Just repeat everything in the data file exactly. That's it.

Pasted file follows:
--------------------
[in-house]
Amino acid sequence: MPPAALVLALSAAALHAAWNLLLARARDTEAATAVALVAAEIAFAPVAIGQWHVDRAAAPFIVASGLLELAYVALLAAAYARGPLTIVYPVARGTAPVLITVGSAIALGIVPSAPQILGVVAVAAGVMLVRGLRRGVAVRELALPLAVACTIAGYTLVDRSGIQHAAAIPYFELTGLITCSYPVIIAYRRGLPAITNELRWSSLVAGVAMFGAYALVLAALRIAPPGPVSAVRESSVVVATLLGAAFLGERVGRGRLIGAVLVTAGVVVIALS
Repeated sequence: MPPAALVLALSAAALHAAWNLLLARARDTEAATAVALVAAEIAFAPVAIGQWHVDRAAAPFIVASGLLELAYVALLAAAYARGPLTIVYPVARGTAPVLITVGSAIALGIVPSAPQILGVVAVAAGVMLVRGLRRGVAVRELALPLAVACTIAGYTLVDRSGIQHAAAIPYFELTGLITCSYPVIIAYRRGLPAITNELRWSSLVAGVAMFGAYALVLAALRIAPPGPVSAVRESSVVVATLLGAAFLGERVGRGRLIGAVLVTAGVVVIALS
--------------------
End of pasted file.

[in-house]
Amino acid sequence: MPPAALVLALSAAALHAAWNLLLARARDTEAATAVALVAAEIAFAPVAIGQWHVDRAAAPFIVASGLLELAYVALLAAAYARGPLTIVYPVARGTAPVLITVGSAIALGIVPSAPQILGVVAVAAGVMLVRGLRRGVAVRELALPLAVACTIAGYTLVDRSGIQHAAAIPYFELTGLITCSYPVIIAYRRGLPAITNELRWSSLVAGVAMFGAYALVLAALRIAPPGPVSAVRESSVVVATLLGAAFLGERVGRGRLIGAVLVTAGVVVIALS
Repeated sequence: MPPAALVLALSAAALHAAWNLLLARARDTEAATAVALVAAEIAFAPVAIGQWHVDRAAAPFIVASGLLELAYVALLAAAYARGPLTIVYPVARGTAPVLITVGSAIALGIVPSAPQILGVVAVAAGVMLVRGLRRGVAVRELALPLAVACTIAGYTLVDRSGIQHAAAIPYFELTGLITCSYPVIIAYRRGLPAITNELRWSSLVAGVAMFGAYALVLAALRIAPPGPVSAVRESSVVVATLLGAAFLGERVGRGRLIGAVLVTAGVVVIALS